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Ballot Preview: Voters to Decide on Taxes, GMOs, Higher Ed

October 30, 2014

On November 4, 42 states will vote on 146 ballot issues across a wide array of issues. In addition to initiatives on gun control, bear baiting, and the minimum wage, several initiatives relevant to the TBED community are also up for decision. SSTI has gathered information on many of these and will discuss their results after next week’s elections.

Arkansas voters will decide on Issue Three, an initiative that seeks to establish an independent citizens’ commission to evaluate salaries for public officials, eliminate free meals and gifts to state politicians, prohibit politicians from receiving donations from corporations, and restructure term limits for state senators and house representatives. Currently, Arkansas’ state representatives can serve six years in office, while senators can serve eight. Issue Three will allow politicians to serve 16 years in either chamber, rather than forcing them to switch chambers after serving at the current limits. The bill will also force legislators to wait two years before they can become a lobbyist.

In Colorado, residents will vote on Proposition 105, which would require any prepackaged, processed food or raw agricultural commodity that has been produced using genetic modification to include the label: “Produced with Genetic Engineering.” Exceptions include food prepared for immediate consumption, such as restaurants, alcoholic beverages, animal feed, medically prescribed food, or food derived from animals that were not genetically modified but received genetically modified food or drugs. The bill also requires the Colorado Department of Public Health to enforce the labeling.

Georgia may become the first state in the U.S. to cap income taxes if voters approve Amendment A, a measure that would prohibit the state from increasing the maximum state income tax rate above the rate in effect on January 1, 2015. Because Georgia’s legislative session is adjourned until 2015, income taxes would be capped at the current level, 6 percent.

Three bond proposals in Maine, Question 3, Question 4 and Question 5, would build and enhance advanced research centers in the state. If approved, Question 3 would issue $8 million in bonds to support agriculture and natural resource industries, creating an animal and plant disease and insect control laboratory in the state to be administered by the University of Maine Cooperative Extension Service. Question 4, if approved, would issue $10 million in bonds, matched by $11 million in private and other funds, to build a research center for genetic solutions to cancer and diseases of aging with the goal of promoting job growth, attracting and retaining talent, and making the state a leader in genomics medicine. Finally, Question 5, if approved, would issue $3 million in bonds, matched by $5.7 million in additional funds, to modernize and expand infrastructure in a biological laboratory specializing in tissue repair and regeneration, in addition to creating a drug discovery and development facility.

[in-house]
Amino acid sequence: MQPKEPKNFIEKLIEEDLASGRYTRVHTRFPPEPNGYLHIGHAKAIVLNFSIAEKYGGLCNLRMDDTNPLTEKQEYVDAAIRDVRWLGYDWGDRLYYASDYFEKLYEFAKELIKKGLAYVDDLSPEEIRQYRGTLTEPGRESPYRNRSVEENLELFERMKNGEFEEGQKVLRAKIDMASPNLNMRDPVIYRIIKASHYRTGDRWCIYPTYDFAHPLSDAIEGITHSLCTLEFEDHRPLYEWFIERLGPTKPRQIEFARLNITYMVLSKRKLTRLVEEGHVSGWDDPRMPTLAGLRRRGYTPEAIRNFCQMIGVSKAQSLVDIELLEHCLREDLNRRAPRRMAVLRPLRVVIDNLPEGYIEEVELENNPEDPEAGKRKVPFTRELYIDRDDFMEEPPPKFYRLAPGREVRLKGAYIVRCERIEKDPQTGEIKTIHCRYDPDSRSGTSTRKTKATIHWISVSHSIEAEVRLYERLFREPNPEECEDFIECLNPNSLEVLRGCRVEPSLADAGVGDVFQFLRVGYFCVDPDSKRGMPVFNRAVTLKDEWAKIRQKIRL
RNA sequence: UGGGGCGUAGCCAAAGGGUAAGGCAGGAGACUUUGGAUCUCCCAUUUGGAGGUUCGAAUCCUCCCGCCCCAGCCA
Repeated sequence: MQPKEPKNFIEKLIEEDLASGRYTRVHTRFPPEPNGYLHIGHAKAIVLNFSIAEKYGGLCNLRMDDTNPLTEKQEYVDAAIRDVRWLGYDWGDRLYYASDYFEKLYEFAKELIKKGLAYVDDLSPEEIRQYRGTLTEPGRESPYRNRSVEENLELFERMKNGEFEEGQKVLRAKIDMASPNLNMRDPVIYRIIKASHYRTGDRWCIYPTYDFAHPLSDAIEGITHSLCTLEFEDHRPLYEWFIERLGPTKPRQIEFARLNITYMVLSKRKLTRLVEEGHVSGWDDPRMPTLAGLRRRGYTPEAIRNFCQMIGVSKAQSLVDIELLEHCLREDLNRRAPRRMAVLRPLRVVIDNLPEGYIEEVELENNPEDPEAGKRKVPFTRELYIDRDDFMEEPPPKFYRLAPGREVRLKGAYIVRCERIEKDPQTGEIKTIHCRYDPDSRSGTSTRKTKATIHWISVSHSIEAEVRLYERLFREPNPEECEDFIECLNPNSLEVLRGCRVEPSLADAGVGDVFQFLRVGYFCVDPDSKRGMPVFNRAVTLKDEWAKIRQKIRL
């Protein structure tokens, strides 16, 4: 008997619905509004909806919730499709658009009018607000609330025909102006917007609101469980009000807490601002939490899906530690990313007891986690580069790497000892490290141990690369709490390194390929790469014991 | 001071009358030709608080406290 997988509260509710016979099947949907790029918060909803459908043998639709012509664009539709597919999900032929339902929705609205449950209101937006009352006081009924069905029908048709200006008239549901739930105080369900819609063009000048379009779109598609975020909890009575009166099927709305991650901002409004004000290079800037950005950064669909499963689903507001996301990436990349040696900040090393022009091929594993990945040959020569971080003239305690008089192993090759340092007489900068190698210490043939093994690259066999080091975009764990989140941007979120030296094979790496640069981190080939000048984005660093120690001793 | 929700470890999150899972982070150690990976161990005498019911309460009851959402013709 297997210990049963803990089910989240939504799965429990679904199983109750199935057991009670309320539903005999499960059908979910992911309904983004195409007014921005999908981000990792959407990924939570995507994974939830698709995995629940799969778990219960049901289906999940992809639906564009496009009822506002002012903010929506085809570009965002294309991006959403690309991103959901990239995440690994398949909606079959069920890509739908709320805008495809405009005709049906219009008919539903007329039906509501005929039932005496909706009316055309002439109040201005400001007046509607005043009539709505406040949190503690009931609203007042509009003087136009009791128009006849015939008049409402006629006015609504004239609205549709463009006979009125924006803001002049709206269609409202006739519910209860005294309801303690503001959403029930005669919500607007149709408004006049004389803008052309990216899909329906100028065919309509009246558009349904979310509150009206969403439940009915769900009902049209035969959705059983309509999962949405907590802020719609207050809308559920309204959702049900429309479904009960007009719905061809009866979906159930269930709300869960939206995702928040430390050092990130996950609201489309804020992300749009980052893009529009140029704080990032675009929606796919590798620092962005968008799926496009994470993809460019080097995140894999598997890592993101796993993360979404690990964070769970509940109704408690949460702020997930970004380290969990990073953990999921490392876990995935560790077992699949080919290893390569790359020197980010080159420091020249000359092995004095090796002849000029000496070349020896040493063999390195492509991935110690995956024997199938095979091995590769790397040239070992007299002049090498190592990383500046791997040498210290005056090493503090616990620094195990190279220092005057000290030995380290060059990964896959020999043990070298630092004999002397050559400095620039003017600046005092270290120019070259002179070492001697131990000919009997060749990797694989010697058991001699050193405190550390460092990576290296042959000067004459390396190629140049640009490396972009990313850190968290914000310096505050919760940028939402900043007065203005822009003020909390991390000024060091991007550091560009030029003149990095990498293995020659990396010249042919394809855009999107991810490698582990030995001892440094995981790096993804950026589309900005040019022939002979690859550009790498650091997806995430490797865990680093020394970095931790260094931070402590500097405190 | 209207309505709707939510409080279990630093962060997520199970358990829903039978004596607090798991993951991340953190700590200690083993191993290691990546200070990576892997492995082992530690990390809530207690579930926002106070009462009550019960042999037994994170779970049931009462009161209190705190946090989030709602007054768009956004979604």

North Dakota residents will decide on Measure 3, which would change the constitution to replace the governance structure of the state’s 11 public universities and colleges. Currently, the system is run by a chancellor and directed by eight volunteer members appointed by the governor to the State Board of Higher Education. Measure 3 would replace this system with three full-time, paid members of a commission that would be appointed to four-year terms by the governor, subject to Senate confirmation.

Oregon voters will decide on amendments related to higher education (Measure 86) and GMO labeling (Measure 92). Measure 86 would amend the state’s constitution to create a fund for Oregonians pursuing post-secondary education and career training, while also authorizing the state to incur debt – something generally prohibited in the constitution – to finance the fund. If approved, Measure 86 would make Oregon the first state to have an ongoing investment trust fund for higher education. Similarly to the Colorado bill, Measure 92 would require retailers of genetically engineered raw food to include “Genetically Engineered” on packages, display bins, or shelves, and suppliers to label shipping containers. Manufacturers of packaged food produced entirely or partially by genetic engineering would also be required to include “Produced with genetic engineering” or “Partially produced with genetic Engineering” on packages. 

In Rhode Island, Question 4 is a $125 million bond proposal to rebuild the engineering facilities at the Kingston Campus of University of Rhode Island. The new building will anchor the northwest corner of the campus’ Engineering Quadrangle and provide state-of-the-art instructional and research facilities. The bond, in conjunction with a $25 million bond referendum planned for next year, represents the largest taxpayer-financed construction project proposed by the university in more than 25 years.

Residents of Tennessee will vote on Amendment 3, which would amend the state constitution to permanently disallow the state legislature from levying any income and payroll taxes. Amendment 3 would not apply to any tax in effect on January 1, 2001, so the state’s personal income tax on certain stock dividends and interest income would continue.

 

Arkansas, Colorado, Georgia, Maine, North Dakota, Oregon, Rhode Island, Tennesseeelections